Yesterday, we were haunted by the news that a group of third graders planned to kill their teacher. What’s next? A gang of contract Killers trained in Kindergarten?
The report from Waycross, Georgia was horrifying as we began to realize the lack any sense of morality and the loss of value in human life in the animalistic, me-first, children:
Police seized a broken steak knife, handcuffs, duct tape, electrical and transparent tape, ribbons and a crystal paperweight from the students, who apparently intended to use them against the teacher.
The killing was planned as revenge against the teacher because she asked one of the students to stop standing on a chair.
Is this the new rebellion in the youth movement intended to challenge authority? “Tell me to sit down, and you die!”
The worse part of the murder plot was learning about the pre-planning — the pre-meditation — involved in the crime:
The scheme involved a division of roles. One child’s job was to cover windows so no one could see outside, he said. Another was supposed to clean up after the attack.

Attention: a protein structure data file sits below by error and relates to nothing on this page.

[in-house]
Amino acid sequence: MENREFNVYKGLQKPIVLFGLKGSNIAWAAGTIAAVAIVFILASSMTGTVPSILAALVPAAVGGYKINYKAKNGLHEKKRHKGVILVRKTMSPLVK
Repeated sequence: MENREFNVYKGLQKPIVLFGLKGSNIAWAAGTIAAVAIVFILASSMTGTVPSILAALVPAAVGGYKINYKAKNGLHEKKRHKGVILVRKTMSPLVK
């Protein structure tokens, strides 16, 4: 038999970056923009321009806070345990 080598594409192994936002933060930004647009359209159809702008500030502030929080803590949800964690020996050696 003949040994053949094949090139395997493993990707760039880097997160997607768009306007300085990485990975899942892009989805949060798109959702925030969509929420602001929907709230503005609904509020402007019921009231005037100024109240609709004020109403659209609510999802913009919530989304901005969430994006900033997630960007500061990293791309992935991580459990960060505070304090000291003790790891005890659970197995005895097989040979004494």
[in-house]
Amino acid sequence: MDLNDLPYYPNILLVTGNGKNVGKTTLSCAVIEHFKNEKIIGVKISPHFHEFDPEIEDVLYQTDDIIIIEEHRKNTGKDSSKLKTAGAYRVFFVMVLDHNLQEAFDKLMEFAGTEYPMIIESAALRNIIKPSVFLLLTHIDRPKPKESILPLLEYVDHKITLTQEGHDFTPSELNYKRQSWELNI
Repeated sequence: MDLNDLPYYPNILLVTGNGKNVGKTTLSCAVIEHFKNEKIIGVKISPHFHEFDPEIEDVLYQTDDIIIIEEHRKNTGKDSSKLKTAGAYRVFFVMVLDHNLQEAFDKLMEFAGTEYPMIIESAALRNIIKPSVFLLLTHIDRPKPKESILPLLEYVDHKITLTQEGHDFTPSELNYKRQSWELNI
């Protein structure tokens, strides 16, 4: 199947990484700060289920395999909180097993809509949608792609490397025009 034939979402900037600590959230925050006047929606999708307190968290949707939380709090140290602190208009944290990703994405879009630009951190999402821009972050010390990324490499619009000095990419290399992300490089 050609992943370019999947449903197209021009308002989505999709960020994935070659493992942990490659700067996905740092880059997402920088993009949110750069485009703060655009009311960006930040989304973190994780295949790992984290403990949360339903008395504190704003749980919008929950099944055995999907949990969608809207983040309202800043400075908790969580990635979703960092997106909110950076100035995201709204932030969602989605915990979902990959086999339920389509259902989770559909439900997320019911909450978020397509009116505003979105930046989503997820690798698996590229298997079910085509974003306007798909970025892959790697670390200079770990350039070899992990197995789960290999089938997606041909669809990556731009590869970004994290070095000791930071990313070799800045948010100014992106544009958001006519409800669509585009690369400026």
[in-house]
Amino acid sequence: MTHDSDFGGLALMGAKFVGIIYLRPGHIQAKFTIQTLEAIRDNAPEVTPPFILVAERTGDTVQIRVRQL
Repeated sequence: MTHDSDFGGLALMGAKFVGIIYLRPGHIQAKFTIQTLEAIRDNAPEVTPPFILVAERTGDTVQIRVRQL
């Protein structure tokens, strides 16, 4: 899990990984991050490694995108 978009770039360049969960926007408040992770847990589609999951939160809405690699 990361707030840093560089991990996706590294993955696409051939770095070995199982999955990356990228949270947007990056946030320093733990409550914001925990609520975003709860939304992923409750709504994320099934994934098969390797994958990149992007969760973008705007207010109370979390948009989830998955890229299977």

Should 8 and 9-year-olds be exempt from prosecution for planning a murder? Under current Georgia law, children cannot be charged with a crime unless they are 13.
How young is too young to know the difference between living and dying? Did the children think their actions would result in a death? If not, why did they bring the implements of killing into school?
If Georgia passes a law that third graders can be aware of their behavior and charged with a crime, will the contract killings then be farmed out to Kindergarteners — who will work for lollipops and a tickle blanket — and fully escape the clause of the law because five-year-olds will always be exempt from a pre-meditated murder charge?
How did these children so quickly become anesthetized to the perils of living and dying?
Were they numbed by violence on TV; or did they actively learn, via video, games that you win by murdering your competition; or is their behavior an intrinsic survival tool wielded to wipe out any challenge to their evolutionary progression?